Medical devices that help paralyzed patients regain functionality and sensation got a push forward with government approval of a key radio frequency tuned to transmitting signals through the body.
Medical Micropower Networks transmit radio signals among multiple devices implanted in the body to activate and monitor nerves and muscles.
Early versions of the technology have allowed paraplegics to stand and the devices hold promise for patients with spinal cord injuries, traumatic brain injuries, stokes and other conditions by taking the place of damaged nerves.
"These broadband-enabled technologies are life-changing, impacting individuals, families, and communities in ways we can only begin to imagine," Federal Communications Commission chairman Julius Genachowski wrote in a prepared statement.
"This order is one of the most important the commission has adopted during my tenure, because the innovation it unleashes—medical micro power networks—has the potential to greatly improve the lives of those who are faced with some of today’s most difficult medical challenges," commissioner Mignon Clyburn wrote in his statement.
With the FCC’s green light to use the spectrum, the Alfred Mann Foundation plans to launch human trials and seek FDA clearance for MNN devices. The foundation has spent $115 million and 11 years developing the technology, according to Clyburn.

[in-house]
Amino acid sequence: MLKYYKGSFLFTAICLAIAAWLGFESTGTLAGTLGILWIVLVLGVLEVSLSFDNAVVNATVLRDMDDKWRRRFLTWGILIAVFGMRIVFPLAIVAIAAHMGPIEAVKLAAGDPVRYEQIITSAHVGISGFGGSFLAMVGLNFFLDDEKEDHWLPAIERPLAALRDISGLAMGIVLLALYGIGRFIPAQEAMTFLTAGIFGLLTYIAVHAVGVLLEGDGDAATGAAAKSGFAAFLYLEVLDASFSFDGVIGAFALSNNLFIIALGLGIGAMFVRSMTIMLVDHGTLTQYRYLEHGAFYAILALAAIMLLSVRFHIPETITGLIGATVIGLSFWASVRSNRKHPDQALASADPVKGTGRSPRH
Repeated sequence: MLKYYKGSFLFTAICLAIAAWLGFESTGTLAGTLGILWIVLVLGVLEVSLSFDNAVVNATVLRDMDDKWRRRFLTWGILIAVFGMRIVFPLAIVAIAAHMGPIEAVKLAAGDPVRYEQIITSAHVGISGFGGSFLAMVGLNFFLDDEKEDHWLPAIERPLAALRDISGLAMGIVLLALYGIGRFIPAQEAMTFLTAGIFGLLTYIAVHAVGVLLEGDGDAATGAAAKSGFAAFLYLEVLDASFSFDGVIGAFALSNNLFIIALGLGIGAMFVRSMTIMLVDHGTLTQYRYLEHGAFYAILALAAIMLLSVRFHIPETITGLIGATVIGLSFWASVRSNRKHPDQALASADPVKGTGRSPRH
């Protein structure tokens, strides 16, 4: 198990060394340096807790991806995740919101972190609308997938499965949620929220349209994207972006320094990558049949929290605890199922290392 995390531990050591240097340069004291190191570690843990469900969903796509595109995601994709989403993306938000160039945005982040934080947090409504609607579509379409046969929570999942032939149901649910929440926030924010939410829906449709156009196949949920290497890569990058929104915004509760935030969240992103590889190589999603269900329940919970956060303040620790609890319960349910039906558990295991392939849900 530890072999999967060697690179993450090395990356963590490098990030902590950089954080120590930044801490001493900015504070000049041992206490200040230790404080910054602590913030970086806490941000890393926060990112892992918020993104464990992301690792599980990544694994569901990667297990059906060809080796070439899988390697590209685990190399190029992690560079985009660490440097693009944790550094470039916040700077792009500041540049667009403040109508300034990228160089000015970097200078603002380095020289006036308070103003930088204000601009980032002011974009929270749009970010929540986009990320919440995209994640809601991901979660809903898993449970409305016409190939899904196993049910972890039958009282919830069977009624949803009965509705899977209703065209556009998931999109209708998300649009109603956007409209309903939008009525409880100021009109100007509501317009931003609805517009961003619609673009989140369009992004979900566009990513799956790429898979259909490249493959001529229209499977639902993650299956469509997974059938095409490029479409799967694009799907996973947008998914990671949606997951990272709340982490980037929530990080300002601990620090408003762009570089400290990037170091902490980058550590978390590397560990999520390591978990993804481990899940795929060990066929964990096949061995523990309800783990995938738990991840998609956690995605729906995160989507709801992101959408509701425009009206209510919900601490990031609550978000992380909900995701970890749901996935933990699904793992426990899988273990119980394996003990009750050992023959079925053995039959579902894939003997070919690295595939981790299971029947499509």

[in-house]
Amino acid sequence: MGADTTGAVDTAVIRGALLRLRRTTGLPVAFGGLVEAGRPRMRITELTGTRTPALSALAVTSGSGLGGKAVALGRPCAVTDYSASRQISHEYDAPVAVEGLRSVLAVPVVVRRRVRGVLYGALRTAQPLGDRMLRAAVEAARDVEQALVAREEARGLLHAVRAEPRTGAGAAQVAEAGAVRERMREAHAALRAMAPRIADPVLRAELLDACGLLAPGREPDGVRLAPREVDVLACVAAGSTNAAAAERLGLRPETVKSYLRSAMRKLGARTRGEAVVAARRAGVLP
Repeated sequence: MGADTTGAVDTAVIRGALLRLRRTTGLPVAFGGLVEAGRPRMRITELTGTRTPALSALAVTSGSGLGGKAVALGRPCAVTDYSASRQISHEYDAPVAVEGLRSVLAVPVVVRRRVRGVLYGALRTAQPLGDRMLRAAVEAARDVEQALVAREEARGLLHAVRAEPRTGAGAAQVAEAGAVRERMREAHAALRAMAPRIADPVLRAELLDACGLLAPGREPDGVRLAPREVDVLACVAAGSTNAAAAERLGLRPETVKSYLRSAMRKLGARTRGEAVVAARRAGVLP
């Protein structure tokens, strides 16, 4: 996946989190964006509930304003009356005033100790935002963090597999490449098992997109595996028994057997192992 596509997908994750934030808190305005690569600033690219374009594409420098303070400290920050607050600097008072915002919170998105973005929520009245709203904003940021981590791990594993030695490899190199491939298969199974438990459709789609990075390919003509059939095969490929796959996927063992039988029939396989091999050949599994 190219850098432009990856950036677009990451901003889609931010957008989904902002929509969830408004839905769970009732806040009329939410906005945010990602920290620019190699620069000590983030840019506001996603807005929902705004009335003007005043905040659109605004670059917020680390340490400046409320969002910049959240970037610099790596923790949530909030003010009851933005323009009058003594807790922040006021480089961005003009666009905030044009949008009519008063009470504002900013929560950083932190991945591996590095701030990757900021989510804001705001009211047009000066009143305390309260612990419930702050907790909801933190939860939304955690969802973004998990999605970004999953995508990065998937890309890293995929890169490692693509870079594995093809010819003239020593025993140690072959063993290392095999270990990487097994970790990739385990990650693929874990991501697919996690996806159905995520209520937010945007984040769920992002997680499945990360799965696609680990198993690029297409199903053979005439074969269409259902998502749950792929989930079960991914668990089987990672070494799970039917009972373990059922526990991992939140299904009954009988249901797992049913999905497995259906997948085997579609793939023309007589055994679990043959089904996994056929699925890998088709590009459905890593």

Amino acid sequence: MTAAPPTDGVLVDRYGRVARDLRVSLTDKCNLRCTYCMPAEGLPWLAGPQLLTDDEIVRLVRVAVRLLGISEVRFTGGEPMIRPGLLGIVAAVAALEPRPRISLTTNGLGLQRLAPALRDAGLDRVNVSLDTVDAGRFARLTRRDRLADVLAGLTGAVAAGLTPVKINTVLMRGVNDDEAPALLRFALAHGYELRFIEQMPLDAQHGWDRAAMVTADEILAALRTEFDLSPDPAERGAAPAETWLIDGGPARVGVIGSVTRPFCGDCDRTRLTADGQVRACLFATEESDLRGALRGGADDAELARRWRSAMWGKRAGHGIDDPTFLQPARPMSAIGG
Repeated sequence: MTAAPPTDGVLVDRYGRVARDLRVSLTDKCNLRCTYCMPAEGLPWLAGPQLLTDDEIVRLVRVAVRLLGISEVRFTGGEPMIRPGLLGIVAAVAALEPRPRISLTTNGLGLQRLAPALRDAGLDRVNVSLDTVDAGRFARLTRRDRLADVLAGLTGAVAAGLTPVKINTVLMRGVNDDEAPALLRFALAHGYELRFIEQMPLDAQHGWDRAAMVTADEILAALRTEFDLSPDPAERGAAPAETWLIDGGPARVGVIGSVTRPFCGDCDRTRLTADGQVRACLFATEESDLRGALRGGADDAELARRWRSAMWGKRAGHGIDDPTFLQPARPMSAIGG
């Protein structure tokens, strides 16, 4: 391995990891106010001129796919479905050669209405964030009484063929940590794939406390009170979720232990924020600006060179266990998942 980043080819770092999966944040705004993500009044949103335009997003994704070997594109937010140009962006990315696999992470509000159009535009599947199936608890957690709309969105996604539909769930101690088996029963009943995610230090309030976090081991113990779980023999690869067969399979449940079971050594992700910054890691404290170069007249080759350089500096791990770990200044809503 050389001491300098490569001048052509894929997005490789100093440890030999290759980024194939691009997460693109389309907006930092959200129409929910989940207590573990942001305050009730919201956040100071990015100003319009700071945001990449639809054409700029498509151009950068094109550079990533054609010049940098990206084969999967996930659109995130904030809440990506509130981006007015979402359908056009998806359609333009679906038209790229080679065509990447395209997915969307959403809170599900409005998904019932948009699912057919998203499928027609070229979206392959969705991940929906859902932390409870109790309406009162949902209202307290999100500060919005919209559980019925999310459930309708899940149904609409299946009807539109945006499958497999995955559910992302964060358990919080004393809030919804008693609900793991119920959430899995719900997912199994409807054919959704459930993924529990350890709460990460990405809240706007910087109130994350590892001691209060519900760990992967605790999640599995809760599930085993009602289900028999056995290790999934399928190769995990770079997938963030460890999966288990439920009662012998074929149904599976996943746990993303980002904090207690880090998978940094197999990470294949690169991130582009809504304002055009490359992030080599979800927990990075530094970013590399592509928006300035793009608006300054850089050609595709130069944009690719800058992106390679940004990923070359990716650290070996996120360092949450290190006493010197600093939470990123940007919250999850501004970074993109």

The AMF launched a petition to push the FCC to open up the spectrum by demonstrating that medical devices wouldn’t disrupt other technologies communicating on those frequencies.
"The FCC’s decision removes the most significant roadblock to helping people. The frequency that has been approved for use is the most efficient for penetrating tissue with radio waves and without which the new generation of our implantable neurostimulator technology would be impossible to advance," CEO David Hankin said in prepared remarks. "The FCC worked hard and our scientists, engineers and prospective patients congratulate them for making a giant step toward making veterans’ and others’ lives better."
In a written response to the decision, FCC Commissioner Robert McDowell lauded the AMF for its perseverance and offered an apology on behalf of the government.
"Regrettably, bureaucratic delay literally forced disabled patients to wait much longer than necessary to benefit from some amazing emerging technologies," he wrote. "Congratulations to the paralyzed patients who now have more than hope to support them – they will have the power of their own bodies. To you I also offer the apology of your government for consuming nearly half a decade to reach this point."
The FCC granted MMN systems a critical frequency band, between 413 megahertz and 457 megahertz, on which the transmitters may communicate. The same frequencies are used by the Dept. of Defense as well as amateur radio operators, Bloomberg reported.